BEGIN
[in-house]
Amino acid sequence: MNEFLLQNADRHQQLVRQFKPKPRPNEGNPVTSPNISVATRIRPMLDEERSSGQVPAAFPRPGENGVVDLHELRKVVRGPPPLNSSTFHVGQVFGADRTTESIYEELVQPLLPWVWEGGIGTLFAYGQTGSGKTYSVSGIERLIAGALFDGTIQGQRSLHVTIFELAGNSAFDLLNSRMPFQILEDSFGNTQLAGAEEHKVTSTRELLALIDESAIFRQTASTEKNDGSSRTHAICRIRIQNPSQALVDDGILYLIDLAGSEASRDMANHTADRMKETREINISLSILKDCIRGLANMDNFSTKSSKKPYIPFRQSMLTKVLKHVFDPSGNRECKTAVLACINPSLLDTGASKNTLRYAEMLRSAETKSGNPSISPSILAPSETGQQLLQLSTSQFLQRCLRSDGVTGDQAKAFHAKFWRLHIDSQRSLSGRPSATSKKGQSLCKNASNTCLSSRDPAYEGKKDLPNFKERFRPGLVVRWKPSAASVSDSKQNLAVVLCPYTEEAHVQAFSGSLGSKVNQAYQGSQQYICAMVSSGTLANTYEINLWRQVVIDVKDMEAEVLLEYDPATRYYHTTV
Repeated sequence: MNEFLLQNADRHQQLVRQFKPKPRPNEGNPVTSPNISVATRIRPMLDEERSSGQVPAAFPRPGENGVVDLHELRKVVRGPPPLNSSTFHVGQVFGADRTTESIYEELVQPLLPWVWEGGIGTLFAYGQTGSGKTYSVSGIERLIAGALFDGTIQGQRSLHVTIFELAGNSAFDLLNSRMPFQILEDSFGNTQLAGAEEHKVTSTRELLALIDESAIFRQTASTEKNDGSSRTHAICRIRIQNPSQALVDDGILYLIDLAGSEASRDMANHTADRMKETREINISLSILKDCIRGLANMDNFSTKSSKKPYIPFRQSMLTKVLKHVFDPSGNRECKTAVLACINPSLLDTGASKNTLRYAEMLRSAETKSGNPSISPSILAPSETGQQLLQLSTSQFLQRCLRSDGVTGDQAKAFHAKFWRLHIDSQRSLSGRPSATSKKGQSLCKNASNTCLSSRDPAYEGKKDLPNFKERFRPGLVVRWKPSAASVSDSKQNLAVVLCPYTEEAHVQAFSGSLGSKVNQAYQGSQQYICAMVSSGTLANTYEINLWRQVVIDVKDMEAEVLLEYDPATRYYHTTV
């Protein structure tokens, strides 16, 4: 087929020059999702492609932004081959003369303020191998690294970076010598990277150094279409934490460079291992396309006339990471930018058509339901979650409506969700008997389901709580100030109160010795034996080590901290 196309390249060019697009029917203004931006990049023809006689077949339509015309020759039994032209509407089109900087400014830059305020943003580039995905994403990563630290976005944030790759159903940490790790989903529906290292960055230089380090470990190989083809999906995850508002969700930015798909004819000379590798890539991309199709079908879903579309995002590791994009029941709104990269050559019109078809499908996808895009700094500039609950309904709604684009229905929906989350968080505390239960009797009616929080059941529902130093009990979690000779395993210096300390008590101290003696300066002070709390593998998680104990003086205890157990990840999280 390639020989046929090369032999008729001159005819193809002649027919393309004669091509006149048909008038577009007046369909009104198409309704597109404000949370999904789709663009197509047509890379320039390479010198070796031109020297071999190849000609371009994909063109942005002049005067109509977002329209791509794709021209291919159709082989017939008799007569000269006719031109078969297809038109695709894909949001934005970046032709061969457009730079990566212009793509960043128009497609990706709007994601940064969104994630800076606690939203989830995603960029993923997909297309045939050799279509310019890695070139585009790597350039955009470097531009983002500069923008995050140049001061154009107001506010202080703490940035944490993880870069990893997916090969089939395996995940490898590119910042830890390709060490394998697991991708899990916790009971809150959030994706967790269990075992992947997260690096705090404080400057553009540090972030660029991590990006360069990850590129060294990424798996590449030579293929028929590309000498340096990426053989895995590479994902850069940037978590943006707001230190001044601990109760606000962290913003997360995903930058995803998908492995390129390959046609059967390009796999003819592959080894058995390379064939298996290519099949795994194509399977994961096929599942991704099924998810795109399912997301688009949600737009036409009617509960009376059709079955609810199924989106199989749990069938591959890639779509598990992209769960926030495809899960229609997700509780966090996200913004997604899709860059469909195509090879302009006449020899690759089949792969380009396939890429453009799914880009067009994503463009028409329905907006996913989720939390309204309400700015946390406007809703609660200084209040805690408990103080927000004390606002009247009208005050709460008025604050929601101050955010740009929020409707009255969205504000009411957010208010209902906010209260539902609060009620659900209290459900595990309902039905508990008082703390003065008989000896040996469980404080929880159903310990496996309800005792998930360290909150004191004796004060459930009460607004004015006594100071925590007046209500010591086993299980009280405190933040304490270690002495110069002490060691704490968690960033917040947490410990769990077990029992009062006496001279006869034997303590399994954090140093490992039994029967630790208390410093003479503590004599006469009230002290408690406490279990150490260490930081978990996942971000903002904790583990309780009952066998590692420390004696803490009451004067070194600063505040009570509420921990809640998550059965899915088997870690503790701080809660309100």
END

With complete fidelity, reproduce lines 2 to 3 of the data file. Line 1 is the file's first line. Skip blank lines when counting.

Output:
Amino acid sequence: MNEFLLQNADRHQQLVRQFKPKPRPNEGNPVTSPNISVATRIRPMLDEERSSGQVPAAFPRPGENGVVDLHELRKVVRGPPPLNSSTFHVGQVFGADRTTESIYEELVQPLLPWVWEGGIGTLFAYGQTGSGKTYSVSGIERLIAGALFDGTIQGQRSLHVTIFELAGNSAFDLLNSRMPFQILEDSFGNTQLAGAEEHKVTSTRELLALIDESAIFRQTASTEKNDGSSRTHAICRIRIQNPSQALVDDGILYLIDLAGSEASRDMANHTADRMKETREINISLSILKDCIRGLANMDNFSTKSSKKPYIPFRQSMLTKVLKHVFDPSGNRECKTAVLACINPSLLDTGASKNTLRYAEMLRSAETKSGNPSISPSILAPSETGQQLLQLSTSQFLQRCLRSDGVTGDQAKAFHAKFWRLHIDSQRSLSGRPSATSKKGQSLCKNASNTCLSSRDPAYEGKKDLPNFKERFRPGLVVRWKPSAASVSDSKQNLAVVLCPYTEEAHVQAFSGSLGSKVNQAYQGSQQYICAMVSSGTLANTYEINLWRQVVIDVKDMEAEVLLEYDPATRYYHTTV
Repeated sequence: MNEFLLQNADRHQQLVRQFKPKPRPNEGNPVTSPNISVATRIRPMLDEERSSGQVPAAFPRPGENGVVDLHELRKVVRGPPPLNSSTFHVGQVFGADRTTESIYEELVQPLLPWVWEGGIGTLFAYGQTGSGKTYSVSGIERLIAGALFDGTIQGQRSLHVTIFELAGNSAFDLLNSRMPFQILEDSFGNTQLAGAEEHKVTSTRELLALIDESAIFRQTASTEKNDGSSRTHAICRIRIQNPSQALVDDGILYLIDLAGSEASRDMANHTADRMKETREINISLSILKDCIRGLANMDNFSTKSSKKPYIPFRQSMLTKVLKHVFDPSGNRECKTAVLACINPSLLDTGASKNTLRYAEMLRSAETKSGNPSISPSILAPSETGQQLLQLSTSQFLQRCLRSDGVTGDQAKAFHAKFWRLHIDSQRSLSGRPSATSKKGQSLCKNASNTCLSSRDPAYEGKKDLPNFKERFRPGLVVRWKPSAASVSDSKQNLAVVLCPYTEEAHVQAFSGSLGSKVNQAYQGSQQYICAMVSSGTLANTYEINLWRQVVIDVKDMEAEVLLEYDPATRYYHTTV